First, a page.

Time Warner-AT&T: As Good as It Gets for Long-Suffering Investors?

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Jeff Bewkes

Wall Street seems satisfied that if CEO Jeff Bewkes can get about $100 billion for the company, it’s a deal worth taking, and he’ll have done about as good a job as anyone could have reversing the AOL Time Warner debacle.

It remains to be seen if AT&T and Time Warner can strike a merger agreement, but longtime investors and employees of the entertainment conglomerate — those who were around during the AOL Time Warner era — are likely breathing a sigh of relief at the prospect.

Insiders say a deal could be struck in a matter of days, rumors that sent the stock 8 percent higher to $89.48 a share Friday after it has already been propped up for the past two years, ever since an $85-a-share bid from 21st Century Fox was rebuffed.

While investors who have been around for at least 15 years have not yet been made whole, the feeling among many of them is that this is as close as they’ll get, given Time Warner’s rocky history so far this century, beginning Jan. 10, 2000, when it said it would merge with AOL.

On that day, then vice-chairman Ted Turner called the impending nuptials “better than sex.” Indeed, employees watched the value of their retirement accounts swell as the stock rocketed to $208 a share. It was short-lived, as the stock sank to $135 a share before the deal closed a year and a day later and the ill-fated creation of AOL Time Warner was official.

The whole thing unraveled with the bursting of the dot-com bubble, dashing dreams of early retirements for thousands of workers. Turner said he personally lost $8 billion as the stock plunged 90 percent in less than a decade.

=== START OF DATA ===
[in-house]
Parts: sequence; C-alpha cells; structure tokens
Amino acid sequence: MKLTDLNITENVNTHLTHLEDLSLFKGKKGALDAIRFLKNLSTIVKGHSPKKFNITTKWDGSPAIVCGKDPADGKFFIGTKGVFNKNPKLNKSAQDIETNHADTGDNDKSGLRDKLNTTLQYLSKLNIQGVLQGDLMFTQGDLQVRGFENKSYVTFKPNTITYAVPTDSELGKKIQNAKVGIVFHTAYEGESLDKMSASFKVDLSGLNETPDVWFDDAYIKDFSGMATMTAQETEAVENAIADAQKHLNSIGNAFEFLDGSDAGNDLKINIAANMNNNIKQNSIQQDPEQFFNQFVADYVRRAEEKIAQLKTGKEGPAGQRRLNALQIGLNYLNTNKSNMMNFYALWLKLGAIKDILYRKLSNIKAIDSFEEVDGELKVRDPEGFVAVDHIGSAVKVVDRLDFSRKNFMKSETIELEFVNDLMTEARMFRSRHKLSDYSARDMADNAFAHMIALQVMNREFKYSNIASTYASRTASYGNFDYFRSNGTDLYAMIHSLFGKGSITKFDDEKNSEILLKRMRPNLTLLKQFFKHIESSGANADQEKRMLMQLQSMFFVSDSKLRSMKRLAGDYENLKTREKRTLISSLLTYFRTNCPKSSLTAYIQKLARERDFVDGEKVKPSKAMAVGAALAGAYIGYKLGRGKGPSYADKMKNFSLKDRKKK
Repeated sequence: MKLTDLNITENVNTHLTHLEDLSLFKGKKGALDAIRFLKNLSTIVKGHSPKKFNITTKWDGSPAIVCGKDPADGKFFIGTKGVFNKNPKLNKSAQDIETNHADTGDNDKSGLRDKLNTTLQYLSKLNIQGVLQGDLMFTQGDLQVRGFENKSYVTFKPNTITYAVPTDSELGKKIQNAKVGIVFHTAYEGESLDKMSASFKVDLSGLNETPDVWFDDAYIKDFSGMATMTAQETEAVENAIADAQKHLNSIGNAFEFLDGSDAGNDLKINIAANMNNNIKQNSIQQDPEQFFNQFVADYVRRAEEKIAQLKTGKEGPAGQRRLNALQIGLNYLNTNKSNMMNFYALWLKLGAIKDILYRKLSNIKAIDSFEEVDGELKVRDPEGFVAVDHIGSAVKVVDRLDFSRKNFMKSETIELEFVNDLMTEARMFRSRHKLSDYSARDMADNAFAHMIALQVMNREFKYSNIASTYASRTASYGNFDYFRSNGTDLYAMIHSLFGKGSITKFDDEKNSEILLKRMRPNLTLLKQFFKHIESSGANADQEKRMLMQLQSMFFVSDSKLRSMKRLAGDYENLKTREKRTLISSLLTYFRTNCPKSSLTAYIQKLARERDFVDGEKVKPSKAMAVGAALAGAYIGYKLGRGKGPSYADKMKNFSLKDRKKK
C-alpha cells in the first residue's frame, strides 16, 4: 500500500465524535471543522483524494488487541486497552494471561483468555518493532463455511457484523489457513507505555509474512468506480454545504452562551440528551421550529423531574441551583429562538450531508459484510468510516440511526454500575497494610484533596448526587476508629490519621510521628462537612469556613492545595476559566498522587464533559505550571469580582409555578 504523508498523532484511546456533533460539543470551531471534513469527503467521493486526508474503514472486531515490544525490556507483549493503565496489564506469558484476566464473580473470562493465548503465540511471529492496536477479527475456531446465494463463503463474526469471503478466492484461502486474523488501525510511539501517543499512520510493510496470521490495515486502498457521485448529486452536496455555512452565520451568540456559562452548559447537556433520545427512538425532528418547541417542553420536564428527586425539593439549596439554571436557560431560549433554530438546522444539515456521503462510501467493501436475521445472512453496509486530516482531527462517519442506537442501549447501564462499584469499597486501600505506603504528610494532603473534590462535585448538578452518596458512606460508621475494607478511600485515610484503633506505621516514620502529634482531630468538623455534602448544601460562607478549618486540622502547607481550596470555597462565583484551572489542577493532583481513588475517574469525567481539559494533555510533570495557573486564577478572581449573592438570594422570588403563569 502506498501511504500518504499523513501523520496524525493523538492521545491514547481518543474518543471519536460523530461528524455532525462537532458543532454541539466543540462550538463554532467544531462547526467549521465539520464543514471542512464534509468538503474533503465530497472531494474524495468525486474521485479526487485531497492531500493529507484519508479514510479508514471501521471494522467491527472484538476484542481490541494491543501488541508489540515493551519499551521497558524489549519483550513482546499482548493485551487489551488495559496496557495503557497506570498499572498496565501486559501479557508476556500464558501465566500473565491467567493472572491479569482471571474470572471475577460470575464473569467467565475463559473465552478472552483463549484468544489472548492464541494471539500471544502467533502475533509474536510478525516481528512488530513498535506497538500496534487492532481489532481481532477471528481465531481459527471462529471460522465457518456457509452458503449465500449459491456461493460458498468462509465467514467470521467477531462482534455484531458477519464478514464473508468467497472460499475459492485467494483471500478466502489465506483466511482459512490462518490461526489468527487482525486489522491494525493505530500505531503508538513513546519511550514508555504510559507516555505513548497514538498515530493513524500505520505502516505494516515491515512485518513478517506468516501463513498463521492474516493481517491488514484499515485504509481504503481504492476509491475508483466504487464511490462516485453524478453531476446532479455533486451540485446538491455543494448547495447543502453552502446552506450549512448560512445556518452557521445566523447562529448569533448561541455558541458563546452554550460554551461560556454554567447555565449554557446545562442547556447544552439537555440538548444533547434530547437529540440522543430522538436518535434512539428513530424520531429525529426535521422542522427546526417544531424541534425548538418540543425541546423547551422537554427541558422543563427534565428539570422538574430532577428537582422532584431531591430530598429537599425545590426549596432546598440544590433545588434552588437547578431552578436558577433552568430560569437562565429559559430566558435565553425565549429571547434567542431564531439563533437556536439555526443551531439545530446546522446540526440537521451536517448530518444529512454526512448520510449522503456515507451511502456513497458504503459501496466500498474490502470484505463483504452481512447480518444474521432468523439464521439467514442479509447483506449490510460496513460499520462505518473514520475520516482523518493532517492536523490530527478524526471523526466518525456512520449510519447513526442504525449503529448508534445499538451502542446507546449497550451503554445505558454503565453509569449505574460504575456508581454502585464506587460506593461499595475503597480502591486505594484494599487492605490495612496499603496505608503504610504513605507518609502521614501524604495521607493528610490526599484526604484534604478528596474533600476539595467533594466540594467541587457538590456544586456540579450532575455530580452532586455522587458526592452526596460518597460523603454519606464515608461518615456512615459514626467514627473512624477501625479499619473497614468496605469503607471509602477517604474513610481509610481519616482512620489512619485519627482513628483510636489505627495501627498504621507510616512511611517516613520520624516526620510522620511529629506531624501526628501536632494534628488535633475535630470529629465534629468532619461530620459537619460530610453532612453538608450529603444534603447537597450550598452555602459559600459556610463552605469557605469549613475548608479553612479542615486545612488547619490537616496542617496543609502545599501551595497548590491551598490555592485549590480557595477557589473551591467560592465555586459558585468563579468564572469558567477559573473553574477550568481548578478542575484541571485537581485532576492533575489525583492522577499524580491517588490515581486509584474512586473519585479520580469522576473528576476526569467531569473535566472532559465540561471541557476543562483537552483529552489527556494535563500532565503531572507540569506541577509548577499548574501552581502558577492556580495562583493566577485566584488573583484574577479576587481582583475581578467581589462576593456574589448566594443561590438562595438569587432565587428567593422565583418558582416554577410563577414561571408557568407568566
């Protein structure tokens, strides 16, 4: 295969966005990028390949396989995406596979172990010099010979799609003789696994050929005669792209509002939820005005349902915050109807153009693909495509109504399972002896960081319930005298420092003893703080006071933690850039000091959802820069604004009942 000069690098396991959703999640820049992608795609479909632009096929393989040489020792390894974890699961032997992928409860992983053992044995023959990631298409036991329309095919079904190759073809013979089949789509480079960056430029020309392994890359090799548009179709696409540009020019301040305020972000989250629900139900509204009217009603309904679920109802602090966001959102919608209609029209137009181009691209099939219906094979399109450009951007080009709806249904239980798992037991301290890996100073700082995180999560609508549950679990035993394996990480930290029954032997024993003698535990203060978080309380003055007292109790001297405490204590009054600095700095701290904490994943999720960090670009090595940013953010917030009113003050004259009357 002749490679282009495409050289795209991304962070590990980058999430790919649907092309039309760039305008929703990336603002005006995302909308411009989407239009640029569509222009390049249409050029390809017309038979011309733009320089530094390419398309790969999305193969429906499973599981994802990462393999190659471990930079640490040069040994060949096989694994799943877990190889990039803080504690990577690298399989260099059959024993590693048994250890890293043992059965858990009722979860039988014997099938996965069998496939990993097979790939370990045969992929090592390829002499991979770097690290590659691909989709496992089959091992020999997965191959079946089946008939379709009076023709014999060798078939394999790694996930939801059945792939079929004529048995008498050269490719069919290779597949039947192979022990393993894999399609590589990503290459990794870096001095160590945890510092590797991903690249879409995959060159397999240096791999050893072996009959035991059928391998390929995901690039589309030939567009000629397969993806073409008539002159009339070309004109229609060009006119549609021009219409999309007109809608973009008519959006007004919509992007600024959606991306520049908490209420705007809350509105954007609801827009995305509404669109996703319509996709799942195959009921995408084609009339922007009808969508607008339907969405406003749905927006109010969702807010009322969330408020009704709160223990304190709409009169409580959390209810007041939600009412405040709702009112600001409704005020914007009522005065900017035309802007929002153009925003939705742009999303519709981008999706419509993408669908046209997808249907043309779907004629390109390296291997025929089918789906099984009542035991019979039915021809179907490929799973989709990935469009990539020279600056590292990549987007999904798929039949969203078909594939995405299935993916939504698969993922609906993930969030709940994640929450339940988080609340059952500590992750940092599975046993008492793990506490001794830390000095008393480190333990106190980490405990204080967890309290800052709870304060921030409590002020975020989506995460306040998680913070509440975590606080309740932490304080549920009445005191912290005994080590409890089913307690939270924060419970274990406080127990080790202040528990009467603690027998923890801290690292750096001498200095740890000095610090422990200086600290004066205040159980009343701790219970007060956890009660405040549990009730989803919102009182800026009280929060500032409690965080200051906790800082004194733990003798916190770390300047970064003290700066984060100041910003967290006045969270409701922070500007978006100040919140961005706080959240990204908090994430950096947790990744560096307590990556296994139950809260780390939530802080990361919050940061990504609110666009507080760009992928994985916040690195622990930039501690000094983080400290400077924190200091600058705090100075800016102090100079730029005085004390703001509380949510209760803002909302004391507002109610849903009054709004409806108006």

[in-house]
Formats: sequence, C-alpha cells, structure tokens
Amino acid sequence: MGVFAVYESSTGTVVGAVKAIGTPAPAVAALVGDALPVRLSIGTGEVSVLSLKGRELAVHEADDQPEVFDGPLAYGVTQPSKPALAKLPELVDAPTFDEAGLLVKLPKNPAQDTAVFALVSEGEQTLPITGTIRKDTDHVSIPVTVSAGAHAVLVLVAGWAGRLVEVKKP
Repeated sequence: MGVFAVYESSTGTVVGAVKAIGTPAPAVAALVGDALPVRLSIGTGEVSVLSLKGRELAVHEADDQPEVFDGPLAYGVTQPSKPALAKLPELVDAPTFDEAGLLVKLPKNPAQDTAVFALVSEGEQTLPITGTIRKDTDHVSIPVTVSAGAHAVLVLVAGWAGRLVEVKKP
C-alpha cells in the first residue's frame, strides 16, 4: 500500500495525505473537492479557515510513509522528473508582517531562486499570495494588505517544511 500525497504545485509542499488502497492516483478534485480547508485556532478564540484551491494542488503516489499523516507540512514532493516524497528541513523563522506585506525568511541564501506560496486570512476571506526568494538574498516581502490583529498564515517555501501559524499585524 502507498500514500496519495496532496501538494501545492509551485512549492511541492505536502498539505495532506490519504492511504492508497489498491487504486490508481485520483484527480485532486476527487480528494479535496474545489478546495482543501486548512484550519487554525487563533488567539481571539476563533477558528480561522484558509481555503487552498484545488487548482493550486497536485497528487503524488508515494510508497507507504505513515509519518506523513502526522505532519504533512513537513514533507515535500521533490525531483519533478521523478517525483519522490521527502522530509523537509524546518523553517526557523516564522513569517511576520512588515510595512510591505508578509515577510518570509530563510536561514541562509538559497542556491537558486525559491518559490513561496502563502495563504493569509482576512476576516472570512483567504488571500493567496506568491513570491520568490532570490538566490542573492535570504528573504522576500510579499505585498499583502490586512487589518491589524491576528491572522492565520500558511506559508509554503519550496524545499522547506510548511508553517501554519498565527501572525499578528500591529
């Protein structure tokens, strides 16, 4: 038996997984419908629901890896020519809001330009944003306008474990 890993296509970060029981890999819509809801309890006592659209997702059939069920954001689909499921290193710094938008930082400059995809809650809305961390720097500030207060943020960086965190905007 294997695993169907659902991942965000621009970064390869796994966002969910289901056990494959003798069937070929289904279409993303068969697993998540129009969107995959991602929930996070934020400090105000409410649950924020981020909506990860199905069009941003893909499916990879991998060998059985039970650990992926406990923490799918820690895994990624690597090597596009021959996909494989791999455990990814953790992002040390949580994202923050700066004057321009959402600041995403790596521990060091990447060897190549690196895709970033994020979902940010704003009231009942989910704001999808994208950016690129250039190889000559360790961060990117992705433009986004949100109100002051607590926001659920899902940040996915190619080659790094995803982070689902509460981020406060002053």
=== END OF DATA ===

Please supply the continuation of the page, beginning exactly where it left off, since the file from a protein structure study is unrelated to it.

But even with shares of Time Warner now trading for less than half what they were worth 15 years ago, Wall Street seems satisfied that if CEO Jeff Bewkes can get about $100 billion for the company, it’s a deal worth taking, and he’ll have done about as good a job as anyone could have reversing the AOL Time Warner debacle.

“At the right price, it is always a good time to sell,” says Steven Birenberg of Northlake Capital Management. He adds that, with technological change impacting the entertainment consumption habits of consumers, “It is a perfectly good time to accept a nice, big, fat premium for Time Warner."

In fact, Wall Street has been speculating for years that Bewkes has been grooming Time Warner for a sale, which is why he spun off AOL and Time Warner Cable before splitting the remaining company into two: Time Inc. for the print assets and Time Warner for electronic entertainment.

“Media investors win in this game of thrones,” said Steven Cahall of RBC Capital Markets, who anticipates AT&T could close a deal for Time Warner at about $104 a share.

Game of Thrones, of course, is a reference to HBO’s massive hit show, and HBO is likely a prime reason AT&T wants to acquire Time Warner, given the steady revenue it provides (similar to a monthly phone bill) and the prospects for its standalone, digital asset: HBO Now.

“HBO is arguably the best content platform in media with low-risk growth prospects as it renegotiates current sub pay terms and gains traction with HBO Now and increases overseas distribution,” Cahall says.

Investors can make out even better if others jump into the fray and a bidding war ensues, but observers say there are only a few companies with the desire and financial capacity to acquire Time Warner. Apple and Amazon.com are rumored to be interested in the acquisition of a major entertainment conglomerate, but neither is likely interested in a bidding war or they might have engaged in one when 21st Century Fox was on the prowl for Time Warner.

“Time Warner has gotten a lot of grief from shareholders over the past few years for not considering the 21st Century Fox bid — especially since sentiment on media in general has become increasingly negative,” says Wells Fargo analyst Marci Ryvicker.

In general, analysts think that an AT&T-Time Warner deal would get regulatory approval, though it won’t be easy, as some lawmakers in Washington still regret allowing Comcast to purchase NBCUniversal three years ago.

“This is a big deal for AT&T — maybe too big, with regulatory baggage,” Ryvicker says.

Wall Street also presumes that a sale, or even the possibility of a sale of Time Warner, will set off another wave of consolidation in entertainment.

“One obvious question is whether Verizon would follow suit,” notes Barton Crockett of FBR. And, of course, rumors continue to swirl around the possibility that CBS and Viacom will merge.

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